• why , as a teacher, you love grading some writing assignments and not others
  • which engaging  ideas that allow students to write from the heart before they  their head steps in, you should add to your writing collection.

Then, when your classes resume, you and your students will exclaim, “Writing?  Yes!”

Happy summer,


For more writing ideas, check out my store category ELA Writing Activities Grades 6-12


Monday, June 1, 2015

Teachers, Parents and Students - for a No-Bummer Summer, Try This Bucket List

Twas the Night Before Summer Vacation
Twas the night school ended, and in all the houses
Not a child was stirring-all alarm clocks were doused.
The backpacks were stored in the closets ‘till Fall
While children slept soundly - no reason to stall.

Moms and Dads tossed in their sheet-rumpled beds
While visions of chaos caromed through their heads.
Facing weeks with no schedules, nor essays to write,
Joey and Jane would probably just sleep, eat and fight.

When from their computers there rose such a clatter,
Parents clicked on the Net to tune into the chatter.
Facebook pages, Twitter and Pinterest flowed
With kudos for a Bucket List they just had to download.

The URL they copied, then they clicked on the link
Hoping for ideas so their worries would shrink.
When what to their grateful eyes did appear, but
A Summer Bucket List with awesome choices to cheer.

The thirteen suggestions would spawn stimulation,
Chasing away boredom which breeds during vacations.
Their kids’ minds and bodies would be active and aware
Even without homework and school lessons to bear.

“We must call the Timms, the Taylors and Turners!
We can’t let this wonder crouch on any back burners.”
Dads grabbed their Smartphones, their fears now abated,
While Moms sent emails and social statuses they’d updated.

As the sun rose announcing a school-free June day,
Refrigerators, world-wide, this List did display.
Not summer assignments, Oh no, not this list,
But propositions to tempt, to engage-not resist.

I offer this Summer Bucket List on TpT for free
To parents, to children, to teachers - what glee!
When asked in the Fall, “What did you do this summer?”
‘Cause of the List, no kid'll reply, “Mine was a bummer.”

(I adapted the format for this from Clement Moore’s Twas the Night Before Christmas.)
Summer Activities grades 4-12
Every summer, parents worry about how to insure that their children will not morph into the Abominable App Creature.
Every summer, kids become bored with sleeping until noon, lounging around and texting their BFFs, and crave some mental and physical stimulation-those not taking classes, working or attending various camps, that is. No, they don’t want summer assignments heaped on them, but they do want to think, to be inspired, to go places and to see people. And they want these experiences to be fun.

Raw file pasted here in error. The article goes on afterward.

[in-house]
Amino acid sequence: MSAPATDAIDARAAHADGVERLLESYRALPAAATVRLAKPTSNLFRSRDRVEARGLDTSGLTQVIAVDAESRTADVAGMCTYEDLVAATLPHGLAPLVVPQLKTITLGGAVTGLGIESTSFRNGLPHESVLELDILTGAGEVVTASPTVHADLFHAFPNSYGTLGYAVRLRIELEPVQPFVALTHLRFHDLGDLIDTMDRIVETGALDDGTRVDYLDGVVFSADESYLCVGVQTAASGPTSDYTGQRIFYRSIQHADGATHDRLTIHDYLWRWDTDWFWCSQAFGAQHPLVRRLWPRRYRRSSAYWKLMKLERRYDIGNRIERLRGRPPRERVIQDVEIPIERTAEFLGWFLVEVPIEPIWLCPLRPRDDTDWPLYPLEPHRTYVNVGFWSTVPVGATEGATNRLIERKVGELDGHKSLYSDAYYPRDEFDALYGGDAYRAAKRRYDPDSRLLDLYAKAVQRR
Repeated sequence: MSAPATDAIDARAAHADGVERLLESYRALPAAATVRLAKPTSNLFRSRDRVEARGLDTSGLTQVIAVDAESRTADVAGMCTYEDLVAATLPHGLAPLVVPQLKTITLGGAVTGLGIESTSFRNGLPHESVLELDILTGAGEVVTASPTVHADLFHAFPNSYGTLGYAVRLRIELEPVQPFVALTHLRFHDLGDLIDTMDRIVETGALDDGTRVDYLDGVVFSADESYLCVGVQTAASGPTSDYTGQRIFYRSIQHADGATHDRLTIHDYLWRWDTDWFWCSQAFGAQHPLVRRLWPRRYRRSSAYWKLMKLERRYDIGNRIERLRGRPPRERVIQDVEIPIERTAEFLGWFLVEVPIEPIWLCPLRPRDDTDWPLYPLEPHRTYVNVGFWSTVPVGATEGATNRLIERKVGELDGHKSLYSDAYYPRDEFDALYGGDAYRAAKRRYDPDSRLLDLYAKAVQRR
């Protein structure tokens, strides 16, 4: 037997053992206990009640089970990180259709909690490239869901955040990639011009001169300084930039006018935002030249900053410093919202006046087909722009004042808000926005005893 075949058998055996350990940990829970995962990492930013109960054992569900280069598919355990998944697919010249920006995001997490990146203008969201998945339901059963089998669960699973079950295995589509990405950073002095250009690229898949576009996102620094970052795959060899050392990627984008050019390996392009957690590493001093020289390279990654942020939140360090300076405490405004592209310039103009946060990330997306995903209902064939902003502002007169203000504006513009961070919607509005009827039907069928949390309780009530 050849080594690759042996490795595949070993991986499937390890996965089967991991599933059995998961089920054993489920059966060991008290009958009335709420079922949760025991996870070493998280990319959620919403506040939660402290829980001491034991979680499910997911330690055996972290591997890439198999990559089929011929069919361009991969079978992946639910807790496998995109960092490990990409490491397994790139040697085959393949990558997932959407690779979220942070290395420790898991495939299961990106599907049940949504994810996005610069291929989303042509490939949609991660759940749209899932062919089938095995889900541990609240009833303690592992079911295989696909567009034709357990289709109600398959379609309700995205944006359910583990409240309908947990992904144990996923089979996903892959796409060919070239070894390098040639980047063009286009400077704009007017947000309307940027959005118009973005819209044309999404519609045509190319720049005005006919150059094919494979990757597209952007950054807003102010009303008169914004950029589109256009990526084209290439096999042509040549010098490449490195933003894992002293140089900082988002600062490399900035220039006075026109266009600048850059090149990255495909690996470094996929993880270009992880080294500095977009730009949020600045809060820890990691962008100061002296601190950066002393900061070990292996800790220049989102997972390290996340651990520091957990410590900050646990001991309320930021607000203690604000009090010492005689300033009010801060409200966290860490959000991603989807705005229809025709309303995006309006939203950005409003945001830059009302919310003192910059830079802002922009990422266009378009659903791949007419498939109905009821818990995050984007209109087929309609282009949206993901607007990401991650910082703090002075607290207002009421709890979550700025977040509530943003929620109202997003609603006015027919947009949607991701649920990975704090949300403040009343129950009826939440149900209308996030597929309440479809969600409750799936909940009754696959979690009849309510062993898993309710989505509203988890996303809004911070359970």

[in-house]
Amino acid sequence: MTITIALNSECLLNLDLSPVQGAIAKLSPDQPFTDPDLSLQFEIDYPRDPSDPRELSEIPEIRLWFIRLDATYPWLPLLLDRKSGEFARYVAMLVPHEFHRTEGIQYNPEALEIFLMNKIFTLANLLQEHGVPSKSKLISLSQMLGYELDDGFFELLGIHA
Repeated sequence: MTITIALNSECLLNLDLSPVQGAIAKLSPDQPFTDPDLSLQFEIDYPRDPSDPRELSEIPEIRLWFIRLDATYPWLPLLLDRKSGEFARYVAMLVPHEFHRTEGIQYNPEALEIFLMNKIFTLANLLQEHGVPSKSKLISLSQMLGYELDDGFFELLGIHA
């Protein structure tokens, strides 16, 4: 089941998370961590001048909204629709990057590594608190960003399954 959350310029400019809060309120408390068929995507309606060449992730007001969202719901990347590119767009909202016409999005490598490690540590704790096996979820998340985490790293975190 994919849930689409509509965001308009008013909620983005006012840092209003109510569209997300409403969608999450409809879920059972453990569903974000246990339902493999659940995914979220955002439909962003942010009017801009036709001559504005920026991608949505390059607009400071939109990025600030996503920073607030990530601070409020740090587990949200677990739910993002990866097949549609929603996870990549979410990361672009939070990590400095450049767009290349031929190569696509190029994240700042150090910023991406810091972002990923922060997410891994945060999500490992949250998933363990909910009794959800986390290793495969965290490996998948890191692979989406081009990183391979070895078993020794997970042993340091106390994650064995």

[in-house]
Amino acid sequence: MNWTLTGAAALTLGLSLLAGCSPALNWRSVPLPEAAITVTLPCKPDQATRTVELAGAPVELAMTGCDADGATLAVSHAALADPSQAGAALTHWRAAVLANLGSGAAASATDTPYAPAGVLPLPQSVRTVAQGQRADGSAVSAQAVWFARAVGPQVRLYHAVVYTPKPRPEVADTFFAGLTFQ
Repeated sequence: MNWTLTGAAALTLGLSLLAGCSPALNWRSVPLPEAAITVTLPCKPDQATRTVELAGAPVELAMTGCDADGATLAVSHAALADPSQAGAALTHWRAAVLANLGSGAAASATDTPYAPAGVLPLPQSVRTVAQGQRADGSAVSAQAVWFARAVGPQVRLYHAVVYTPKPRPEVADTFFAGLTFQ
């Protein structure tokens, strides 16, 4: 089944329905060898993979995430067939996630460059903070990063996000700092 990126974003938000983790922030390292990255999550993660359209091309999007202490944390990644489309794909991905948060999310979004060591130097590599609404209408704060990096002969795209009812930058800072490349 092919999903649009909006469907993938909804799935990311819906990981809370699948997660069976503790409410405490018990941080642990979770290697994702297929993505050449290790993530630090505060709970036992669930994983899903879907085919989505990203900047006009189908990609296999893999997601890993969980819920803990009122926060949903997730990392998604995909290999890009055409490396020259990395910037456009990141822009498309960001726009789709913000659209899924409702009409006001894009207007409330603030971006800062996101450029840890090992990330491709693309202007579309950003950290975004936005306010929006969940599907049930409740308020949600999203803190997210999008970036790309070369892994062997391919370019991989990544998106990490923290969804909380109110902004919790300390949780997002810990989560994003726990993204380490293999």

Over the years, I have been a teacher, a parent and a child. In all three roles, I endured the same anxiety, concerns and lethargy as summer rolled from one steamy day into the next. I remember all too well tossing around my parents’ bed while my mother ironed the family’s 100% cotton clothes. Bored to tears, I chose to irritate her with my howls of, “I have nothing to do!” And it wasn’t even the end of June, yet!
Although my two children are now grown and I no longer have to deal with the Summer Doldrums, I do have two granddaughters - ages 8 and 11- who visit me often, so I always need ideas to make our time together fun. And although I have retired from teaching, I will never turn my back on learning- no matter the season.
That’s why I created A Summer Bucket List. This FREE product offers young people from 6-16 opportunities to think, to sing, to write, to be physically active, to read, to use basic math skills, to experiment, to get involved in their communities and much more, but without the constrictions and restrictions of school. They choose, they do and they have fun. Check it out and maybe tape it to the fridge…just don’t tell your children that they will be practicing comprehension, computing, critical thinking and writing skills that they associate with school. Leave that to their teachers next fall.
Download this Free list of activities from 
Have a relaxing, restful and rejuvenating summer. You all deserve it!
connie's My Side of the Desk
ELA Teachers- Yes, I took a May vacation, but I am back at least once a week with musings, ideas and lessons on everything teaching from my side of the desk. Come on back-often.

Happy Summer,


Monday, May 4, 2015

A Task Card Basket Blooming with Reading, Vocabulary/Writing and Punctuation Activities

December, March and May can be the three toughest months to reel in students’ attention due to the Too Little and Too Much Flu. The main symptoms of this illness are: Too Little desire to learn, Too Little concentration and Too Much lethargy.

In May, though, another ingredient-Too Much testing crowns this month as the most frustrating for teachers.  Between A.P. and state Standards of Learning exams, students’ class attendance is spotty, and their desire to participate in lessons and activities has been sapped by preparing for Multiple Choice tests and writing to a prompt.

Lesson plan continuity endures a major blow although teachers still want and need to teach and students still need to add to their learning homes.

These three sets of Task Cards will alleviate teachers’ frustration and stress while reviving students’ motivation, concentration and attention and creating strong foundations of learning.